Onkwehonwe week in review: May 11-18

Indigenous communities vow to continue opposing energy projects harmful to environment

B.C. — First Nations in British Columbia will continue to oppose and reject any energy projects that fail to lead proper consultations with First Nations and which could therefore threaten the environment, according to the president of the Union of British Columbia Indian Chiefs.

Grand Chief Stewart Phillip praised the Lax Kw’alaam First Nation’s decision to reject a $1.15-billion pipeline deal that would have created a suspension bridge on the nearby Flora Bank, affecting the local salmon habitat. Phillip said their decision was “principled” and “courageous,” citing the irreparable damage to the delicate salmon habitat and the Skeena River used by indigenous peoples for millennia, a CTV News article reported.

Phillip added that the combination of companies’ disregard for safe environmental practices coupled with the federal government’s gutting of environmental regulatory bodies is resulting in stronger indigenous opposition to the energy projects being proposed by TransCanada, Enbridge and Keystone, to name a few.

Members of the Lax Kw’alaams band said they are still open to development, including the proposed LNG pipeline, but not near the Flora Bank, according to CTV News.


Mohawk activist shut down CN Railway

TORONTO – Mohawks from Tyendinaga and Akwesanse territories successfully shutdown the CN railway’s tracks between Toronto and Ottawa on May 16 as a way to pressure the federal government to call a national public inquiry into the issue of missing and murdered indigenous women.

The standoff, which lasted about three hours, ended with four activists being arrested, including John Fox, whose daughter Cheyenne Fox was killed in a Toronto hotel last April. However, the situation dissolved after police agreed to the activists’ demands to release Fox.

Fox’s daughter’s death was ruled a suicide by police. However, Cheyenne, who was a sex worker, was found dead after she had fallen from the hotel’s balcony while working.

The shutdown was called after Friday’s Parliamentary committee failed once again to make mention of violence against indigenous women, according to Dan Doreen, one of the spokespersons for the Mohawks.

The three other activists still in custody are facing charges of mischief, assault and “weapons dangerous,” according to an OPP spokesperson.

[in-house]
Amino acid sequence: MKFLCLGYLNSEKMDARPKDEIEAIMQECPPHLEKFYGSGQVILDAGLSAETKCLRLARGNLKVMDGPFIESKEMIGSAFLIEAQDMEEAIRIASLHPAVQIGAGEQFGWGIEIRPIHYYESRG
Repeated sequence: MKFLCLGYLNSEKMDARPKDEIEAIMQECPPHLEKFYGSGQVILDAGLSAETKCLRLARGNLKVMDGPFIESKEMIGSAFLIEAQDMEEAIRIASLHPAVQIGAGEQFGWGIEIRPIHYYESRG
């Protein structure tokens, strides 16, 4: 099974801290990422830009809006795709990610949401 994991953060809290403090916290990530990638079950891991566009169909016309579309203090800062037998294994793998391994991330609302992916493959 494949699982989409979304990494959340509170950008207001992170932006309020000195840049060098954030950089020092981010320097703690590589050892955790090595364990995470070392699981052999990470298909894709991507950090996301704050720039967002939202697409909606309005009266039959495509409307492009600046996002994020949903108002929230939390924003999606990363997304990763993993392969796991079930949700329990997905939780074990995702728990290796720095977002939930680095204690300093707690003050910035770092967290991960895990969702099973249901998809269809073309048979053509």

Fox promised that the fight was far from being over, and made a call for all indigenous people to stand together on the issue.


RCMP rule Teresa Casandra Robinson’s death a homicide

WINNIPEG – Manitoba RCMP have ruled the death of Teresa Casandra Robinson, the 11-year-old girl from the Garden Hill First Nation, a homicide – not something caused by wild animals, as had originally been suggested by community members.

Robinson was reported missing on May 11, a week after she had first disappeared and the same day the RCMP found her body, which they admitted appeared to have been mauled by animals after her death. The Island Lake RCMP detachment released a statement on May 15 saying that although a “positive identification” of the body was not possible at the time, both police and community members felt confident it was indeed Robinson.

According to a CBC article, First Nation leaders said Robinson had last been seen on May 5, after leaving a birthday party in Garden Hill, after which a local search began.

No arrests have yet been made. The investigation is ongoing.


Nunavut’s correctional system in need of major reforms

NUNAVUT – Despite a $900,000 renovation plan for Nunavut’s notorious Baffin Correctional Centre in Iqaluit, the federal auditor general’s report released on March blasted the the corrections system there. It cited specific issues like overcrowding and mould, among others, as major civil liabilities towards inmates, staff and even members of the pubic.

Indeed, in 2013 a federal investigator found that the prison was vastly overcrowded and unsafe for inmates and staff. At any one point, the building made to house 68 inmates has held as many as 115, with an average of six inmates (from all security levels) per nine square metres of cell, reported the Canadian Press.

This overcrowding has led to the deterioration of the building itself as well as of the inmates, who engaged in more violence when lumped together, the report found. Rehabilitation and education programs were also virtually nonexistent.

A new $16-million facility offering an extra 48 beds (called Makigiarvik) was built on March beside the prison to offset some of the overcrowding.

Still, the auditor general predicted that Nunavut will still be approximately 70 beds short within the next decade, according to the Canadian Press.


Indigenous man refuses to sell ‘sacred’ land

MIAMI – A 65-year-old man of indigenous ancestry living in Miami has turned down a developing company’s $1.8 million offer to buy his land because he believes the property stands on sacred ground.

Ishmael Bermudez’ home is close to a major avenue and a metro train stop, but it remains pristine. He even discovered a spring there when he was 19 years old, which has been providing him with water ever since. He therefore refuses to sell the land unless he can be assured that the buyer will not touch the garden, reported The Independent.

Bermudez’ told the Miami Herald that throughout his life, he has discovered many ancient artifacts which he believes were used in rituals by the Tequesta, one of the first Native American tribes to have contact with Europeans.

Bermudez, originally from Colombia, said he would also be willing to sell the land if it were to be turned into a Museum or archeological landmark for the city.

Bermudez was born to a Colombian woman and a man descendant of the Pueblo and Navajo tribes.

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